This section offers sample procedures related to issues that can impact sexual violence prevention and intervention for school-aged children and youth. You are encouraged to review these samples carefully and make adaptations as appropriate to your program’s mission, services and target audiences.



Training or Educational Presentations


Train-the-Trainer Sessions

This toolkit offers coordination of trainings for staff and student peer educators (as appropriate to the grade level) for those who are involved in sexual violence training and prevention programming at schools.


Agendas for such training programs could start out with a self-assessment, provide a general introduction to sexual violence intervention and prevention and presenting programs, offer an overview of primary prevention, and then move into issues specific to K-12 schools.


Information about resources, policies and procedures relevant to your school can be reviewed and discussed. Almost any of the issues discussed in the toolkit could also be a topic for a weekly meeting discussion, a staff professional development meeting or an educator’s supervision meeting.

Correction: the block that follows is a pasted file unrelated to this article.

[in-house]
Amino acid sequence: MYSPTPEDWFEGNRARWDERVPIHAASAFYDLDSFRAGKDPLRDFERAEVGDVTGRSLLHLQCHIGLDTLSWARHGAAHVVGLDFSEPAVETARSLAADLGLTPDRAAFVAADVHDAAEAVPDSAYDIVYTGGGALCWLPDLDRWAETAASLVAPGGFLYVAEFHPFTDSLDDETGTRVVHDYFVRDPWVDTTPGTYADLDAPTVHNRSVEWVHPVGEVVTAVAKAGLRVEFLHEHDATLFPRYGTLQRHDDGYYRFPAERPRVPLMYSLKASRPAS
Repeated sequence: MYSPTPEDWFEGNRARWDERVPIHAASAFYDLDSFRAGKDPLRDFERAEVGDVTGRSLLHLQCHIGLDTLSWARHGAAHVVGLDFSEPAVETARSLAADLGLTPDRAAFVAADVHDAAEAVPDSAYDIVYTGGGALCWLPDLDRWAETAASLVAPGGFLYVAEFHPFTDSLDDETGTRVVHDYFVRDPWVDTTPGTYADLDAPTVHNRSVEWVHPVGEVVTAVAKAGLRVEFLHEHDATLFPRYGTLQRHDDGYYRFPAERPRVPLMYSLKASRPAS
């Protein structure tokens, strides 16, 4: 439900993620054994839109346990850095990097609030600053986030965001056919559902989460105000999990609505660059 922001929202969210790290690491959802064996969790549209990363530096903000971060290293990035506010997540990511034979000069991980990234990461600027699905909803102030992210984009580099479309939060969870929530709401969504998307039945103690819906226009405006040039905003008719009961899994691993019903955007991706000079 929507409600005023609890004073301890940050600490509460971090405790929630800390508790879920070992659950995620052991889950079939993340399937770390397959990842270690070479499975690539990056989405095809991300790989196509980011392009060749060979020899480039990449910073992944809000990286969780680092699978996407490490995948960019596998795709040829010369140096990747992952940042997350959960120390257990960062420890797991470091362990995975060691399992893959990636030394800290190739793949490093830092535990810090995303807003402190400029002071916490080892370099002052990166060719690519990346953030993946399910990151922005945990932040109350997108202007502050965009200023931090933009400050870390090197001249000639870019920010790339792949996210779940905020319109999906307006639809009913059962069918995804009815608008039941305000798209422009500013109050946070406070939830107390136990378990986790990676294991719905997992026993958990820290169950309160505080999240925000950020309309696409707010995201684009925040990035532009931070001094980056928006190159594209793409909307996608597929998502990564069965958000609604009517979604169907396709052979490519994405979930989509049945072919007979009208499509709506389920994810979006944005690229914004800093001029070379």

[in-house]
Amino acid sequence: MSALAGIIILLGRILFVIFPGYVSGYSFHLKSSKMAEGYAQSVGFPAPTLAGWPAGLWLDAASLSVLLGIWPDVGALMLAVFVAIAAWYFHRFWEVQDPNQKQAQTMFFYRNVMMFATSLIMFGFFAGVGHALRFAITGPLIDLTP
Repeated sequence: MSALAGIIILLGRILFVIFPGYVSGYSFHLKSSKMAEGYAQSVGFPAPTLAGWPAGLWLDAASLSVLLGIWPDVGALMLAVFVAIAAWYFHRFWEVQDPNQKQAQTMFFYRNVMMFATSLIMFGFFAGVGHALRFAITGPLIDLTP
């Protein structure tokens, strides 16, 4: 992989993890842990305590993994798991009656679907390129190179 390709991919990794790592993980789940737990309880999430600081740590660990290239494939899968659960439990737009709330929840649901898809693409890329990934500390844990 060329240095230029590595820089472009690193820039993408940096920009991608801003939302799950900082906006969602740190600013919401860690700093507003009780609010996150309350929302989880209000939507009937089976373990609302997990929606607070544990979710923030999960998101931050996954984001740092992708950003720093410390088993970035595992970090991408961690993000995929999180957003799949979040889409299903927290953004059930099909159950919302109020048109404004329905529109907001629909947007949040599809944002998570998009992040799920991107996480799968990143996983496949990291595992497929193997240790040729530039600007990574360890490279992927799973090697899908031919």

Educational Sessions or Workshops

This toolkit offers coordination and presentations for any number of groups, such as:


  • Male students only
  • Female students only
  • A mixed gender audience
  • New students
  • Students leaders
  • Student athletes
  • Students participating in clubs and organizations
  • Students in particular courses (health, social studies, etc.)
  • Students participating in special services programs
  • Administrators
  • Teachers at all levels
  • Health and guidance staff
  • Special education staff and
  • Parents and caregivers.



Feedback on Toolkit

Completing the feedback form after using the School-Age Children Toolkit will ensure that FRIS provides resources and information for effective sexual violence prevention program.




Supplemental Materials

This sheet provides a compilation of where resources can be found in the toolkit with designated content areas (e.g., bullying, healthy relationships, etc.)